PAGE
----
India is expected to shift its focus back on economic growth even as inflation inched upward touching the uncomfortable 7 per cent mark in August up from 6.7 per cent in July. But sources said that with the easing of global crude oil prices, policymakers are no more overly worried about inflation. With global crude oil prices easing – on Monday Brent crude was trading at around $85 a barrel and West Texas Intermediate (WTI) at 77.8 a barrel. This is expected to ease inflationary pressure in the economy.
The Narendra Modi government, sources said, will press the pedal on reviving growth, which in turn will boost jobs in the country. Oil l prices have been soaring since the Russia-Ukraine war started. Until July the prices for both WTI and Brent oil were above the $100 a barrel level. In June, Brent crude futures for August were at over $121 a barrel and WTI for July breached $119 a barrel mark.
“The government is clear that revival of economic growth is vital and non- negotiable. Therefore, the thrust will be on economic activities and now with the global oil prices coming down, we are hopeful that inflation would cool gradually on its own,” Gopal Krishna Agarwal, BJP’s national spokesperson told India Narrative.
Agarwal also said that India will continue to import crude from Russia at a discounted price. India imports more than 80 per cent of its crude requirements.
Sources said that with a further fall in international crude prices, the country’s domestic fuel prices would also come down. India imports over 80% of its crude requirement and inflation goes up when international oil prices surge.
The Reserve Bank of India has been raising interest rates to control inflation. In May, the RBI unexpectedly increased policy rates by 40 basis points to 4.4 per cent along with a 50 basis points hike in the cash reserve ratio—the minimum amount of deposit that commercial banks need to hold as reserves with the central bank. The move marked the beginning of the withdrawal of the easy money regime rolled out to push growth since the outbreak of the Covid 19 pandemic in 2020.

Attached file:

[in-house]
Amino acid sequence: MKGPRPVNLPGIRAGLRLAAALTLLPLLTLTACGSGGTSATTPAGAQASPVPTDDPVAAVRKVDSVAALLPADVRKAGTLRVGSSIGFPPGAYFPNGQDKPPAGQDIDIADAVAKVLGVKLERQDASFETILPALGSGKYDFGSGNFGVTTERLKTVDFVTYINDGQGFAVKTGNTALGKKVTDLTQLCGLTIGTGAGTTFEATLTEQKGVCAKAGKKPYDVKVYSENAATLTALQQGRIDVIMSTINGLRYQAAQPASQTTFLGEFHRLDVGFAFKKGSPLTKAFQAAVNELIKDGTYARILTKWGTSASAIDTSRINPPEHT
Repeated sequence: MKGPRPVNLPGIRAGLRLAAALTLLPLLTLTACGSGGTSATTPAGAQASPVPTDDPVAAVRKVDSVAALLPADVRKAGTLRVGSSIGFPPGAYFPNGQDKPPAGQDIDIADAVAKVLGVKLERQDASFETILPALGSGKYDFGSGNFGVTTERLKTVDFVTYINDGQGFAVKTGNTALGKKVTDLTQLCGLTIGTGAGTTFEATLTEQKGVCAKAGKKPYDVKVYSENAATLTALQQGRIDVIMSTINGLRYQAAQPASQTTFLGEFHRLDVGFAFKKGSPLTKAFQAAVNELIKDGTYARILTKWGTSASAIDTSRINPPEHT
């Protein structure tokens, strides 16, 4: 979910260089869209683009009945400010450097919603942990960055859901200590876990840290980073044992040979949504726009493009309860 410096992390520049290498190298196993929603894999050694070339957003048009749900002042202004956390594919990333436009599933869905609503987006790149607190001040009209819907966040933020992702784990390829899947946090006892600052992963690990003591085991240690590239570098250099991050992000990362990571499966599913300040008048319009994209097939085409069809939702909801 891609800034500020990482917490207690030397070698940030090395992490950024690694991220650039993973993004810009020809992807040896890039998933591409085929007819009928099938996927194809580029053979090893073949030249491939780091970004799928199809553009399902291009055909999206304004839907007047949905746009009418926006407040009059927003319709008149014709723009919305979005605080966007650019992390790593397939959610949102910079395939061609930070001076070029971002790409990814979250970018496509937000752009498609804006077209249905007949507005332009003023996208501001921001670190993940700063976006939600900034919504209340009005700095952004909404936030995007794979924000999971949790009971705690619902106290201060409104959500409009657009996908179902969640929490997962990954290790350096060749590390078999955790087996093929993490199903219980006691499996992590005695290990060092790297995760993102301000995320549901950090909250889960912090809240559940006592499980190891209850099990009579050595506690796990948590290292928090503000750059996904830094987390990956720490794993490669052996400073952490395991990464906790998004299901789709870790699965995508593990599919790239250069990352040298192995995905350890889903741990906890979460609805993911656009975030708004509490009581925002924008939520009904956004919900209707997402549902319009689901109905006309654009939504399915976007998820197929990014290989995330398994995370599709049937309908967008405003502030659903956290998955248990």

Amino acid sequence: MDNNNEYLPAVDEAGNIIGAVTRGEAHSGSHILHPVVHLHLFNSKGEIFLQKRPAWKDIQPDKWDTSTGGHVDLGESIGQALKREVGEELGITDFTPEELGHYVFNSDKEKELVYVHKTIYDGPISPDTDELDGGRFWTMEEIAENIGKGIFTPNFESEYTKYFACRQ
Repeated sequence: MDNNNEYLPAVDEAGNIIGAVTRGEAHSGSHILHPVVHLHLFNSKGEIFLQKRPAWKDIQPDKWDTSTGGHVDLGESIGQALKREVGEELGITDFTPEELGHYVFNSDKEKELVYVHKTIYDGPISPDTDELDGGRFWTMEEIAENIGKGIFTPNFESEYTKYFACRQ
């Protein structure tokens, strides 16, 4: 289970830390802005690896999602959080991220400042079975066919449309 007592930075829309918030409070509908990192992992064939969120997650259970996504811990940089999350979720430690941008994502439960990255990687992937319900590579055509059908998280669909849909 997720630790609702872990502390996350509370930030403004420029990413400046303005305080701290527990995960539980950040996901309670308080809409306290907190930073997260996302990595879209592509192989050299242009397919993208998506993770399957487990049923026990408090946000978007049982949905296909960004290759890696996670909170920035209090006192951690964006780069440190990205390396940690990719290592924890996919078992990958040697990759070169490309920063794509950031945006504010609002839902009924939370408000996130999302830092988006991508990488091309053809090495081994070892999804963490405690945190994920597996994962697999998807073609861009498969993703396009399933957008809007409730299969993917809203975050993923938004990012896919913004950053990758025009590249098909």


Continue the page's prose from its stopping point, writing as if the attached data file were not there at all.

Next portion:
While analysts are expecting the Reserve Bank of India (RBI) to further increase interest rates in its upcoming monetary policy review this week, will the quantum be lower than the expected 50 basis points?
“Interest rates, if continuously raised, will hinder growth…we need to keep an eye on growth, we cannot compromise that,” a person familiar with developments told India Narrative.
In April, the beginning of this financial year, the repo rate or the rate at which banks borrow from the RBI was 4 per cent. At present it is 5.40 per cent.
Among several steps taken to combat inflation, India imposed a ban on rice and wheat exports while it has also brought down excise duty on petrol and diesel.
Last week, the Asian Development Bank (ADB) in its latest economic update lowered India’s GDP growth projection to 7 per cent, from 7.5 per cent estimated in April.
Recently speaking at an event, Chief Economic Advisor V. Anantha Nageswaran said that the Indian economy is expected grow at over 7 per cent compared to the earlier forecast of 8 per cent of growth rate projected in January.
The RBI could also revise its growth projections for India from the 7.2 per cent made earlier.